When Lewis decided to make the move from Knoxville to Nashville in summer 2009, he was still working full-time at Walmart (a gig that lasted nearly a decade). In his off-time, he began playing smaller local venues including the 5 Spot, where he met fel- low singer-songwriter Matt Urmy. After forming a friendship, Urmy offered to help Lewis "We went to his basement, I laid down some songs, we pieced a band together and made a record in a couple days at Eastwood Studios." That record would become Lewis's first official release and self-titled debut that featured Nashville greats Kenny Vaughan, Reggie Bradley Smith, Dave Jacques, and Derek Mixon. And with Lewis' sole intention of moving to be a musician that 'records it and tours it' - he did just that - traveling from Nashville to New York via train to play shows, then spending a month in England.
By late 2014, Lewis had turned 30, established himself with the Nashville music scene, and signed with the boutique Georgia label, Brash Records. With the help of Brash and producer Oliver Wood of The Wood Brothers, Lewis released his second full- length, Waiting on You, in April 2015. The sophomore was critically acclaimed and once again featured Kenny Vaughan, in addition to Darrell Scott, Gabe Dixon, the McCrary Sisters, and Willie Nelson's legendary harmonica player, Mickey Raphael. While No De- pression compared Lewis' soulful style with the likes of Al Green and Van Morrison, Craig Havighurst (Music City Roots) coined Waiting on You as "Americana with a groovy twist". While the album racked in incredible reviews, Lewis' booking agency also got bought out in the same time frame - unfortunately leaving him with a solid album, but no tour dates to show for it.
Lewis applied to work at a Post Office in East Nashville but by the time he got a call for a second interview, someone else had called with a more enticing offer: the open- ing spot for the Traveler release show, Chris Stapleton's Grammy-winning album. From there, life moved fast. Lewis toured with Stapleton for the remainder of summer 2015, and by January 2016, found himself playing sold-out 2 and 3-night shows at venues like The Tabernacle and the Ryman Auditorium.
During that time, Lewis was driving to play a show in Richmond when he spotted a bright, rainbow building just off the interstate. "The building had a word on it, but all I could see was -SITY," he says, "I immediately said 'loversity', even though the sign said 'di- versity'. My friend and I Googled it and it wasn't a real word, but I thought, well, I like that word." A week later, Lewis returned home and immediately wrote "Loversity", which would set the tone for his album.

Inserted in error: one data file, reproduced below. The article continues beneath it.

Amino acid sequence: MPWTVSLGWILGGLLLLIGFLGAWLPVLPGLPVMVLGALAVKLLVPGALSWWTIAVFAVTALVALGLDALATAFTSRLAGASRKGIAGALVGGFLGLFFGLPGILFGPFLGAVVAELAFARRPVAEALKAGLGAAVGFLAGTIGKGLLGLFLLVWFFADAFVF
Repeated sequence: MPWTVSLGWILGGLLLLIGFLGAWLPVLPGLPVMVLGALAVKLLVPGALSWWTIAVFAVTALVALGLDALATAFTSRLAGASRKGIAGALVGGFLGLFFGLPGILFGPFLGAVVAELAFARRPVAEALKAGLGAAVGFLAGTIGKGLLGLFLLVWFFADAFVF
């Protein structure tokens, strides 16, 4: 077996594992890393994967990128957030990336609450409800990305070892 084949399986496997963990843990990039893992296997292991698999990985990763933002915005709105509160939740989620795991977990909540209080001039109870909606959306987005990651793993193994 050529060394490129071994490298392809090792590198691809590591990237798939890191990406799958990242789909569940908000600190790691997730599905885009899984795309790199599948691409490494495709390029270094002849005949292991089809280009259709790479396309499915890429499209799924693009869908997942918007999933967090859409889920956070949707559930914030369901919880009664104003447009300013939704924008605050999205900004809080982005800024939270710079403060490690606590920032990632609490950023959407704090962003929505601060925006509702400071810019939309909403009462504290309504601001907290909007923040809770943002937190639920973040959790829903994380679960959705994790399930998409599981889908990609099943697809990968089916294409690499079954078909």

Lewis' forthcoming record Loversity is set to be released on May 4, 2018. The album is composed of 14 tracks that Lewis has spent over a year and a half writing and playing for others. Since Waiting on You, his classic style remains present yet matured, with a more re- fined worldview, "These newer songs have been harder to write, but extremely necessary given the current climate I find the world in." Recorded at Southern Ground Studios with engineer and co-producer Brandon Bell, the album spans from upbeat songs like the title track "Loversity" to the darker "One in the Same," an electric guitar heavy ballad with a dri- ving force reminiscent of the Black Keys' Brothers. While most songs are originals, the record includes "Accidental Harmony", a lullaby that fellow Nashville songwriter John Mann wrote for his first born child, and "Natural Disaster", a Loudon Wainwright song that Lewis felt drawn to.
And while each song varies in tone, they all circle back to one universal theme. "This is the closest thing I'll ever write to a concept album. The idea is that we are all trying to get somewhere -- all running from something and toward something. We're all together in it, though." As current events in the world divide the masses based on difference, Sam Lewis' new album is a soul-filled, catchy collection of reminders that diversity and unity can co-exist.